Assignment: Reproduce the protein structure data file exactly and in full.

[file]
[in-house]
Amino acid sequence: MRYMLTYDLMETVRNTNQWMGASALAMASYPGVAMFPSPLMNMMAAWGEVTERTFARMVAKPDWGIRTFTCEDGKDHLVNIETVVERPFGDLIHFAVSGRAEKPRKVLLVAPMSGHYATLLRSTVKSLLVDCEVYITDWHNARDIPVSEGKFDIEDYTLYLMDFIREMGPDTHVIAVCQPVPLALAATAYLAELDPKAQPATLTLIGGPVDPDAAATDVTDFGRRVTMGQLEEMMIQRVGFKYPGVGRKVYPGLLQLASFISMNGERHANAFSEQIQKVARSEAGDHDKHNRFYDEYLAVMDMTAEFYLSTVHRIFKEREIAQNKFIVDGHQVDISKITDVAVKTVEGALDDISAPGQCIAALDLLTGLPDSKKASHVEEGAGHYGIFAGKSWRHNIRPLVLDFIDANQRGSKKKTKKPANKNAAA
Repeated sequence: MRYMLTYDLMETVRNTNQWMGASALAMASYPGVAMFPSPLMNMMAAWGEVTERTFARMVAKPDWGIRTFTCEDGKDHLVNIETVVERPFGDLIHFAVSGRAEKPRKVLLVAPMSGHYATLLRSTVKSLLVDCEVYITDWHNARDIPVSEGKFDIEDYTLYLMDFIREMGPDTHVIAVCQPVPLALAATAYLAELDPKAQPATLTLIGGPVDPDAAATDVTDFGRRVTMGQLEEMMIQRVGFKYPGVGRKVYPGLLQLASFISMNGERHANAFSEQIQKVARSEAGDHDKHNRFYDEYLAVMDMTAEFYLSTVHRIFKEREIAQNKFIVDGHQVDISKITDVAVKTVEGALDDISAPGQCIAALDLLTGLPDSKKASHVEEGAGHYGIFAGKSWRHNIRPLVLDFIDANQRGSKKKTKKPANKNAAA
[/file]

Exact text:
[in-house]
Amino acid sequence: MRYMLTYDLMETVRNTNQWMGASALAMASYPGVAMFPSPLMNMMAAWGEVTERTFARMVAKPDWGIRTFTCEDGKDHLVNIETVVERPFGDLIHFAVSGRAEKPRKVLLVAPMSGHYATLLRSTVKSLLVDCEVYITDWHNARDIPVSEGKFDIEDYTLYLMDFIREMGPDTHVIAVCQPVPLALAATAYLAELDPKAQPATLTLIGGPVDPDAAATDVTDFGRRVTMGQLEEMMIQRVGFKYPGVGRKVYPGLLQLASFISMNGERHANAFSEQIQKVARSEAGDHDKHNRFYDEYLAVMDMTAEFYLSTVHRIFKEREIAQNKFIVDGHQVDISKITDVAVKTVEGALDDISAPGQCIAALDLLTGLPDSKKASHVEEGAGHYGIFAGKSWRHNIRPLVLDFIDANQRGSKKKTKKPANKNAAA
Repeated sequence: MRYMLTYDLMETVRNTNQWMGASALAMASYPGVAMFPSPLMNMMAAWGEVTERTFARMVAKPDWGIRTFTCEDGKDHLVNIETVVERPFGDLIHFAVSGRAEKPRKVLLVAPMSGHYATLLRSTVKSLLVDCEVYITDWHNARDIPVSEGKFDIEDYTLYLMDFIREMGPDTHVIAVCQPVPLALAATAYLAELDPKAQPATLTLIGGPVDPDAAATDVTDFGRRVTMGQLEEMMIQRVGFKYPGVGRKVYPGLLQLASFISMNGERHANAFSEQIQKVARSEAGDHDKHNRFYDEYLAVMDMTAEFYLSTVHRIFKEREIAQNKFIVDGHQVDISKITDVAVKTVEGALDDISAPGQCIAALDLLTGLPDSKKASHVEEGAGHYGIFAGKSWRHNIRPLVLDFIDANQRGSKKKTKKPANKNAAA